Education and You 2011

  • Uncle Sam and money

    There's more money than ever, but the competition has never been greater. So start your search early, be aggressive, and take advantage of all the public and private sources, from company scholarships to federal work-study programs.

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    Ivy League schools may be a draw with other schools in terms of the quality of education they offer, say analysts. But if you are focused on securing a well-paying job, Ivy League colleges still offer some of the best opportunities to get ahead.

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    You may have to work harder, and make more personal sacrifices, but you'll graduate with less debt.

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    Millions of of American high school juniors are starting their college search, while seniors are deciding which school they'll actually attend.  In both cases, Mom and Dad might be tempted to vote with their wallets, hoping to pay for school without breaking the family bank.  These tips will help.

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    More and more people are questioning the practicality of a traditional bachelor of arts degree as the United States struggles to create jobs in a global economy while U.S. colleges fail to contain tuition costs.

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    There are several options available to help parents invest and save to cover tuition costs for their kids, but for most people the way to go is a 529 plan.

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    There's no shortage of choices, but your pick should be based on savings goals, risk tolerance and time horizon.

  • According to the College Board, a student attending college in the 2010-2011 school year $40,500 is paying about $40,500. The cost for an in-state student at a public college is about half that.

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    Some companies are having trouble finding employees with the right technical skills to fill job openings.

  • The Obama administration appears to have ruled out any increase in spending for federal grants to college students because of the budget deficit, having provided a healthy increase in the previous year.

  • Though much is made of the sometimes staggering sums involved in college endowments, the size of the student body is also important because it gives you a better idea of the endowment's potential. And given the growing need for student financial aid, we thought it would be interesting to take a per-capita approach. To get an idea, sifted through new data from the National (NACUBO) and compared total endowment holdings to the total size of the student body, both undergraduate and graduat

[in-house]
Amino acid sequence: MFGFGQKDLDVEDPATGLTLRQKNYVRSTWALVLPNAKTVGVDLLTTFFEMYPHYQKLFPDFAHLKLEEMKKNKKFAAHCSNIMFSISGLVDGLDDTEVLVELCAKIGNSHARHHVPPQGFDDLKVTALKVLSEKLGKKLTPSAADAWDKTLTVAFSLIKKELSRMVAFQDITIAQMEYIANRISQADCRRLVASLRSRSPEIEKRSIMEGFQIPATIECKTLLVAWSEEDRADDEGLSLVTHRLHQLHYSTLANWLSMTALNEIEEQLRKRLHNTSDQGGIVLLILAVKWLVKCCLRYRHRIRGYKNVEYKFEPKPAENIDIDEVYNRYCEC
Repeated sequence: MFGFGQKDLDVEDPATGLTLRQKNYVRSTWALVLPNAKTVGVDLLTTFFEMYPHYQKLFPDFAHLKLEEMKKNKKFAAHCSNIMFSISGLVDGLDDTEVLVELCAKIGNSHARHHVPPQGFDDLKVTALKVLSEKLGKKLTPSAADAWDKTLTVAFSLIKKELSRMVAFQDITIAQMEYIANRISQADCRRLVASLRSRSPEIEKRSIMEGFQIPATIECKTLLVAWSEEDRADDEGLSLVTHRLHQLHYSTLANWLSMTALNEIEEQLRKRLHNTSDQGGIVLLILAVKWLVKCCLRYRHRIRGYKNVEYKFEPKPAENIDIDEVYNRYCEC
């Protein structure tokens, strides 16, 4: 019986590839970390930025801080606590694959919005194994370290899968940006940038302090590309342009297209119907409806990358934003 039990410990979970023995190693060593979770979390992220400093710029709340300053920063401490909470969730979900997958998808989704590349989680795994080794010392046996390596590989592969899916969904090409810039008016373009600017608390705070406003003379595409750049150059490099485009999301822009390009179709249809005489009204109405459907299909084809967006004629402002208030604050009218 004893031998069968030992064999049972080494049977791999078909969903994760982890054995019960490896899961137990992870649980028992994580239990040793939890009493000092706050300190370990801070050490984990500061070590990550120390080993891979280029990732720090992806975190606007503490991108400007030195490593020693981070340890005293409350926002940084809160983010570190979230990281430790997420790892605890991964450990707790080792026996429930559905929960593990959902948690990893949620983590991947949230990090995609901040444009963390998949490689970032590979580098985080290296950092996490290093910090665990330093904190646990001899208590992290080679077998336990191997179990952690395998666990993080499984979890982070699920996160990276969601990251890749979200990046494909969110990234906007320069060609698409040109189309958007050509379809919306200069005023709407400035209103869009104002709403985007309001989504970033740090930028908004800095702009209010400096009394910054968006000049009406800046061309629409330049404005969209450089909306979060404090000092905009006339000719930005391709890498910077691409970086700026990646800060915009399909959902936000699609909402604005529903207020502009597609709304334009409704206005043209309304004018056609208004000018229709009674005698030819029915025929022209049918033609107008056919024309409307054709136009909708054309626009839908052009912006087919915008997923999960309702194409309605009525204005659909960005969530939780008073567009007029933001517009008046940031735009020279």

So, which colleges and universities have the biggest endowments compared to enrolled students? Find out!

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    How much do you know about the costs and rewards of education?

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    how much do you know about home ownership and real estate. Take our quiz.

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    How much do you know about the impact of the proposed Dodd-Frank law?

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    How much stock market jargon do you know? Take our quiz and find out!

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    Find out how much you know about American companies—and see if you can name them by taking the quiz.

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    In the newsletter we received from USC was an article called, "A Full Nest Once Again: Preparing for Your Graduate to Move Back Home." Nooooooo. No no no. That's what parents pay tuition for—so universities can help prepare our children NOT to move back home. And yet Adecco, a global HR consulting firm, claims in a survey of more than 500 recent graduates that 40 percent of those who graduated in 2008...moved back home...into their old rooms...the rooms you turned into offices or gyms.

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    When states make their pitches to companies, those pitches invariably include selling points that will somehow be paid for by taxpayers. Business incentives, quality education, strong infrastructure—none of that is free.

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    Carlene Pinto watched from her middle-school classroom in Brooklyn as the plane pierced the second tower; then she trudged the three miles home as paperwork and dust rained from the sky. Rebecca Rodriguez felt helpless as a teenager watching Hurricane Katrina unfold on television. And Lindsay Yates still shudders at the recollection of Hurricane Fran, which killed two dozen people in her native North Carolina when she was a second grader, the New York Times reports.